Last week we had a question from a Mum who wanted to know why there was copper in our baby formula. She thought it was strange until we explained that copper is in fact an essential element, vital to the proper functioning of the body. We started thinking that maybe we should write a review on vitamins and minerals to get the facts straight. This is the first of a two-part series and it focuses on minerals.
Antoine Lavoisier (1743-1794) is probably best known for the fact that he recognised the role of oxygen in combustion and named both oxygen and hydrogen. Not a bad start!
But he also discovered that the building blocks of proteins, fats and carbohydrates consist of the elements carbon, hydrogen and oxygen. His theories paved the way for future discoveries about the building blocks of cells. It was soon revealed that all organisms are built from the same six essential elemental ingredients: carbon (C), hydrogen (H), oxygen (O), nitrogen (N), phosphorus (P) and sulfur (S).
Dietary minerals are the other chemical elements our bodies need, apart from carbon, hydrogen, oxygen and nitrogen. The term “minerals” is misleading, and would be more meaningful if they were referred to as “ions” or “dietary ions”. People who have a well balanced diet will, in most cases, obtain all their minerals from what they eat. Minerals are often artificially added to some foods to make up for potential dietary shortages and subsequent health problems. The best example of this is iodized salt – iodine is added to prevent iodine deficiency, which even today affects about two billion people and causes mental retardation and thyroid gland problems. Iodine deficiency remains a serious public health problem in over half the planet.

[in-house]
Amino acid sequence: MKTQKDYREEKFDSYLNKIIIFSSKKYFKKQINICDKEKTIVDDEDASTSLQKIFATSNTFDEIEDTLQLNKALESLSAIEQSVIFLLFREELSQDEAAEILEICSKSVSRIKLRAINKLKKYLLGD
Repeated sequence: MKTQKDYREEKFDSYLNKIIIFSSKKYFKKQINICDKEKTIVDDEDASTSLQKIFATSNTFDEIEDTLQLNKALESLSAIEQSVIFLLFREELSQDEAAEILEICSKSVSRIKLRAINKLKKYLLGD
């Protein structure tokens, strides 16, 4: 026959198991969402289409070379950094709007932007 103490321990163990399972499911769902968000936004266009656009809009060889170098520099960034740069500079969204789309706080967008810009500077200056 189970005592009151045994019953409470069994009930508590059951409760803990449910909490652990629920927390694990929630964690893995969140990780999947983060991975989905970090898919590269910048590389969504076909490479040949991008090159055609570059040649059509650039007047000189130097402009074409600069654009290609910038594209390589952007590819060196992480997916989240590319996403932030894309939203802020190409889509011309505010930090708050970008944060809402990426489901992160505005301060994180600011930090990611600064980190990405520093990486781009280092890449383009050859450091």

Approximately 4% of the human body consists of these “minerals”. An adult of 75kg contains about 3kg of minerals. Because your body cannot make minerals, they must come from your diet. Minerals are therefore essential nutrients. At least 16 of them are considered crucial in our diet. They are all essential to life; without them you wouldn’t be able to function properly, grow or procreate.
The interesting thing is that while they are essential to life in minute quantities, all of these substances are toxic in large doses! This seemingly contradictory fact confuses a lot of people. Some research now suggests that trace amounts of arsenic are essential, too!